BMC violating court orders on coastal road project, say Mumbai activists

Updated: Apr 14, 2019, 15:18 IST | Ranjeet Jadhav | Mumbai

Despite the Bombay High Court prohibiting further reclamation at Worli until further order, residents say that work is still underway

A video grab of the reclamation work at the Tata Garden seafront
A video grab of the reclamation work at the Tata Garden seafront

City activists, who have been opposing the Brihanmumbai Municipal Corporation's Rs 14,000 crore coastal road project, have alleged that civic authorities are carrying out work despite a court order restraining them from doing so until April 23.

Hearing two separate petitions - one against the cutting of trees at Tata Garden, Bhulabhai Desai Road, and the other about the lack of environmental clearance for the project - the Bombay High Court ordered the civic body "to not venture further into the coastal road with reclamation work". The petitions were filed by NGOs and activists, who think that the project will have an adverse impact on the environment and marine life.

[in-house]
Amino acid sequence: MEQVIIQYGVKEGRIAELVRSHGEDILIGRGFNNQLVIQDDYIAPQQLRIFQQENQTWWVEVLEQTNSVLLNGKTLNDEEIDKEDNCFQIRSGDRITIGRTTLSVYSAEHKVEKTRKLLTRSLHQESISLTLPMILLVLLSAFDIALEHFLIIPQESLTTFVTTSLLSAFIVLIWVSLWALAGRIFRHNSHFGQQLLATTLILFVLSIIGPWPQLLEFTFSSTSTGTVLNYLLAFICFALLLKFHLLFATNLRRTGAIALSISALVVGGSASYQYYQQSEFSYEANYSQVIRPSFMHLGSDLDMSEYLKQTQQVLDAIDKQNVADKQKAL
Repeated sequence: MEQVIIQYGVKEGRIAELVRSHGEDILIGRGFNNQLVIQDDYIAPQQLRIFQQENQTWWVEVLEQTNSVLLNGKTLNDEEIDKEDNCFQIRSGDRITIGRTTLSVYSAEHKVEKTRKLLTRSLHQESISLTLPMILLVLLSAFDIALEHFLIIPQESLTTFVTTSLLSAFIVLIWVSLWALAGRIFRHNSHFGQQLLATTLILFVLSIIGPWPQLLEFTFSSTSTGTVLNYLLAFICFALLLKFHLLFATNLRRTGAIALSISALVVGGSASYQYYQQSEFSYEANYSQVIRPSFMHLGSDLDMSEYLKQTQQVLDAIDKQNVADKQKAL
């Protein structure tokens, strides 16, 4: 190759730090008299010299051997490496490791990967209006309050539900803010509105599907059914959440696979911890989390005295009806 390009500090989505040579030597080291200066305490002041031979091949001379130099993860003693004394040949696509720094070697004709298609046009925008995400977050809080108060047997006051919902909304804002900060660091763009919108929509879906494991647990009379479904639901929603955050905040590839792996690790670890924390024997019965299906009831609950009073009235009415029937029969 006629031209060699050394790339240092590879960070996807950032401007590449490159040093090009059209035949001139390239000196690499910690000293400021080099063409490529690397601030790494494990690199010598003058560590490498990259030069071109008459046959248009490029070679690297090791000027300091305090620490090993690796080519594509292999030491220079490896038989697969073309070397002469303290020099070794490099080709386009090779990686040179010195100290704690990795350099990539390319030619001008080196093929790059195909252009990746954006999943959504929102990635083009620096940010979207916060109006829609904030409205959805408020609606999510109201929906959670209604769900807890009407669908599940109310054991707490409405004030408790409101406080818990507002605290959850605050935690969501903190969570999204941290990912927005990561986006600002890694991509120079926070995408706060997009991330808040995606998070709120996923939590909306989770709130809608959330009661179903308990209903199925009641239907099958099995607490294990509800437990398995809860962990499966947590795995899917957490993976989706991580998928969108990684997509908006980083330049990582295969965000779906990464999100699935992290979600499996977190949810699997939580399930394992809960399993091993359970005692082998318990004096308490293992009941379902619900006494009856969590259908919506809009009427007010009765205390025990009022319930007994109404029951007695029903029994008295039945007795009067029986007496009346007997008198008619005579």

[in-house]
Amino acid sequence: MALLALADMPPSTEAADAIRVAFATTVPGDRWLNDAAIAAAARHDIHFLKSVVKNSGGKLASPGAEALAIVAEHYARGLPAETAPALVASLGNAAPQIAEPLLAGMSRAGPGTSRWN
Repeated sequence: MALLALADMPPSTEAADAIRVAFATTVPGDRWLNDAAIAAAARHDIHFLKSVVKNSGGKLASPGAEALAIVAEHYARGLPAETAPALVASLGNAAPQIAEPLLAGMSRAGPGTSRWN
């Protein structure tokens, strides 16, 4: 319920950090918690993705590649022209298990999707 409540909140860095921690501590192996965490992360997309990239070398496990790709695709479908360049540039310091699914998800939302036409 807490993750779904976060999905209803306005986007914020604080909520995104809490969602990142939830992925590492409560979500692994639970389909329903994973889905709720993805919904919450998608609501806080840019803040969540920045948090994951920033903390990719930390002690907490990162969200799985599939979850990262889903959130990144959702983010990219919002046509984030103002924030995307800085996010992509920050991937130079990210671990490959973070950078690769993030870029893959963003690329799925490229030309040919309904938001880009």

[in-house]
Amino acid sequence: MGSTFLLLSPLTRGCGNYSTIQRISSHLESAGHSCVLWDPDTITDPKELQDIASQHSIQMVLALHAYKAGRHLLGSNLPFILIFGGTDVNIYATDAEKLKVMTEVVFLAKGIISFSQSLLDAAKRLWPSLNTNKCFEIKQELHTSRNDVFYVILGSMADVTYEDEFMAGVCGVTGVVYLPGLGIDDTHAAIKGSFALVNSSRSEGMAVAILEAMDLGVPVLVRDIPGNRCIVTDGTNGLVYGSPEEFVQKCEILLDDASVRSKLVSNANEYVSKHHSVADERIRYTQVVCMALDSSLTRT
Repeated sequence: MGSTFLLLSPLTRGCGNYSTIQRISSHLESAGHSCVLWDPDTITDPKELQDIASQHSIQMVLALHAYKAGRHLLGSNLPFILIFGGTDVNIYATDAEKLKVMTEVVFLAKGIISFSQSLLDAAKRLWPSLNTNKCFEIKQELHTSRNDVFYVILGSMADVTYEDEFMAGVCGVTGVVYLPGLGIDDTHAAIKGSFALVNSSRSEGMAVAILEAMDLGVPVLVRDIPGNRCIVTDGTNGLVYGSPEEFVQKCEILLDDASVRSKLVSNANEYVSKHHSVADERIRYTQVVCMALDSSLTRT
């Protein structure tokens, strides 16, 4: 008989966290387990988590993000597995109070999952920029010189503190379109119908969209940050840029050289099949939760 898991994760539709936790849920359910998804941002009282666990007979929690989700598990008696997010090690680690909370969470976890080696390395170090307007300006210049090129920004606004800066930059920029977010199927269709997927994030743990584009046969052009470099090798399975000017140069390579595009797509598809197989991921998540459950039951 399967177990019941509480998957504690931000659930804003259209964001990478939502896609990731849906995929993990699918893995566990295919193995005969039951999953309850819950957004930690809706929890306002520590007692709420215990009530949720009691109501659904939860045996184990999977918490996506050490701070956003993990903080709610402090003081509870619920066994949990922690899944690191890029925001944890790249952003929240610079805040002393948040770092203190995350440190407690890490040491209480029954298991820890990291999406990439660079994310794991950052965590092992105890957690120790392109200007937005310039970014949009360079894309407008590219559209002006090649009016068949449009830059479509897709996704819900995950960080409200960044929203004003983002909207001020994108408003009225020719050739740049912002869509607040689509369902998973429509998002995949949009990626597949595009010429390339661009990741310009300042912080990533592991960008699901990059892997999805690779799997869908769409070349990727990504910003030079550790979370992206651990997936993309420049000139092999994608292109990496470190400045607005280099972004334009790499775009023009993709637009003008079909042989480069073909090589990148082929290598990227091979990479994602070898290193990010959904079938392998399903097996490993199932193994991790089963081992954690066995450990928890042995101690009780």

Residents have now alleged that the civic body is blatantly violating court orders by continuing with illegal reclamation. Breach Candy resident Namrita Mehta told mid-day that she saw a dumper entering the coastal road site between 11 pm and 12 am on Friday night. "Post the verbal orders from the court to the BMC, we thought that the work would stop, but last night when I was near Worli Dairy, I saw a dumper full of debris entering the coastal road site. The debris was then dumped into the sea This is a clear violation of the court orders," said Mehta The BMC is constructing the 29.2- km long coastal road project in a bid to solve commuting problems. The big ticket project has been facing criticism from many residents, members from the Koli community and even wildlife lovers.

On Saturday, environmentalist and editor of Sanctuary Asia, Bittu Sahgal, posted a video of the work and tweeted, "No respect for court orders and less for the environment. This coastal road landfill work behind the Tata Garden on Warden Road is illegal and ill-advised. Earthquake damage risk on reclaimed land is greater. Buildings have collapsed in Indonesia for this reason."

Requesting anonymity, a BMC official said, "All allegations made by the residents and activists related to the reclamation are baseless, and all I can say is that we have not violated any court orders."

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